In the past week, the Department of Justice (DOJ) issued two enforcement actions for violations of the Servicemembers Civil Relief Act (SCRA). While these cases do not involve credit unions, they are good reminders that the DOJ takes SCRA violations seriously. Also, as the SCRA does not have implementing regulations, the kinds of actions DOJ requires of parties to consent orders to remedy SCRA violations can be helpful indicators of compliant practices.
On September 16, 2021, a storage service provider entered into a consent order with DOJ for enforcing a lien against a servicemember and auctioning off the contents of their storage unit. Section 3958 of the SCRA specifically addresses storage liens and limits a person from foreclosing or enforcing a lien on property or effects without a court order. While this case involves a storage unit, this is the provision that often applies to safe deposit boxes as these agreements are usually leases under state law. Section 3931 protects servicemembers against default judgments, such as an order in favor of the plaintiff because the defendant did not appear in court or offer a defense. In part, the law requires a plaintiff to file an affidavit with the court if the defendant fails to appear stating whether the defendant is in the military or that the plaintiff was not able to determine if the defendant is in the military.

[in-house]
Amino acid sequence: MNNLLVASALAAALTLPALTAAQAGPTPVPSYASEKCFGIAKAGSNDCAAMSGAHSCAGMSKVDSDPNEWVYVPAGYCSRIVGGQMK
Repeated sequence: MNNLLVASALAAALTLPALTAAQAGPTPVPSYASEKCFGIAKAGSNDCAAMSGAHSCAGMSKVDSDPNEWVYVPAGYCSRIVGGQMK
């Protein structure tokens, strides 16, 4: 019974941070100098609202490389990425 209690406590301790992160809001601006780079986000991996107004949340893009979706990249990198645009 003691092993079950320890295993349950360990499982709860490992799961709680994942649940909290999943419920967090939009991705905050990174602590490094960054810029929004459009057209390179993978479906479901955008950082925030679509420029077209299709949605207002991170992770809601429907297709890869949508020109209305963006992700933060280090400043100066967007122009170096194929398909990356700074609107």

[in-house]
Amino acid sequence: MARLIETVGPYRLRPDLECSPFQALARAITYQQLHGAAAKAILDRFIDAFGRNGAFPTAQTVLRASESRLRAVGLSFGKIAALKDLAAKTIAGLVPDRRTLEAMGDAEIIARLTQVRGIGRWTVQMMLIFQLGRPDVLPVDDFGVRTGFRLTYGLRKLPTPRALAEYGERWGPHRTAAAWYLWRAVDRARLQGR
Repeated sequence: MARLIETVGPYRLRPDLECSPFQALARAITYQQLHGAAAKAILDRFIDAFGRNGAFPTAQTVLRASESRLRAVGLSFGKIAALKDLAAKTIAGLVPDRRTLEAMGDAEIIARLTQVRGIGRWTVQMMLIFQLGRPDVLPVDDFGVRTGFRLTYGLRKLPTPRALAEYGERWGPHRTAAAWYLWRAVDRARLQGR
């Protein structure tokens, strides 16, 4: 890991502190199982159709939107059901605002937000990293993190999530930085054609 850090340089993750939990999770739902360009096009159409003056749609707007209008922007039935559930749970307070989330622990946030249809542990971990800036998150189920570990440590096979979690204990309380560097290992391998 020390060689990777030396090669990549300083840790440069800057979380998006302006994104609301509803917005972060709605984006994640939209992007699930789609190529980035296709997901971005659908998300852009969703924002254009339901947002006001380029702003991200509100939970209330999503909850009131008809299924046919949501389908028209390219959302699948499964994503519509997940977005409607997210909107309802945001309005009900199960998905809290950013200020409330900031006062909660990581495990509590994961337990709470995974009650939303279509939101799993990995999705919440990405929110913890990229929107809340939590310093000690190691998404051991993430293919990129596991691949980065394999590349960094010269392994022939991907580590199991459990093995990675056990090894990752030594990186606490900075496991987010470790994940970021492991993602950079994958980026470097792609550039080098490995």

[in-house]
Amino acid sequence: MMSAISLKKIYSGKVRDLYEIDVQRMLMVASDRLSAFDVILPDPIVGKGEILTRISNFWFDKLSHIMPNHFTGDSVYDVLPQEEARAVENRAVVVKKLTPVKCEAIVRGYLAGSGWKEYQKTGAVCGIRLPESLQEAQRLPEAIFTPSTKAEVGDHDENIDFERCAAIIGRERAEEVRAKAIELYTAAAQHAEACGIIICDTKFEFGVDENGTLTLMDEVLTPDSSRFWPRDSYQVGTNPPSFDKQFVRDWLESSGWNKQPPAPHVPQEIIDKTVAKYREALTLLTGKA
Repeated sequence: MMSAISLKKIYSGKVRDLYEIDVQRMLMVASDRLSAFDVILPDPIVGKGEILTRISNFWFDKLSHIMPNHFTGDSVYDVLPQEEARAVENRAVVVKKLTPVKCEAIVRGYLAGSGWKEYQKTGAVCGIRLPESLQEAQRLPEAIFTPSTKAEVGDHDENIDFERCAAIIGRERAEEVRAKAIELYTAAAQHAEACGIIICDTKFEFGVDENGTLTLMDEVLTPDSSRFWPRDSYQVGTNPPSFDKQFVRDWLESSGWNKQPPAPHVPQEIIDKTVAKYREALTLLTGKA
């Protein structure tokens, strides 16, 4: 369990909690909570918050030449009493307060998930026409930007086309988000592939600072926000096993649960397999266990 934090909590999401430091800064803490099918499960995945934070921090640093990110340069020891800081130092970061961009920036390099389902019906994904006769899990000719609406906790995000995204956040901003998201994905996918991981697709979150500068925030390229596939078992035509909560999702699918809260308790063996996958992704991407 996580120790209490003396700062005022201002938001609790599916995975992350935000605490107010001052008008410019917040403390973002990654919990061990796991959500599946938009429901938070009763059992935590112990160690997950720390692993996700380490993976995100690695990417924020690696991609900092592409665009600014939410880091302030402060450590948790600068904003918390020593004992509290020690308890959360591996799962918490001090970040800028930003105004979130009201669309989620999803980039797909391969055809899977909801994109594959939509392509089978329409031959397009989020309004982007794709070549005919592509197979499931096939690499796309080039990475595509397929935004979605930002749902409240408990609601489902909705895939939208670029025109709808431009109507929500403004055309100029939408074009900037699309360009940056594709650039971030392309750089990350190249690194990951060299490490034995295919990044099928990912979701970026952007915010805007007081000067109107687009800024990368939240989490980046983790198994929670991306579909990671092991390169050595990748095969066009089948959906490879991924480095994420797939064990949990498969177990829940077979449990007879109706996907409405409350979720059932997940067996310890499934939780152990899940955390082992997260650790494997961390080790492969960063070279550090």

In this case, a lien on a delinquent storage unit was enforced without a court order. The auctioned off property included not just household furnishings, but also military gear, mementos of a cousin who was killed in military action in Afghanistan, and a grandfather’s military service medals. As a result, the storage company will pay $60,000 in damages to the servicemember and a $5,000 civil penalty to DOJ. The company also agreed to some steps to ensure compliance with the SCRA:
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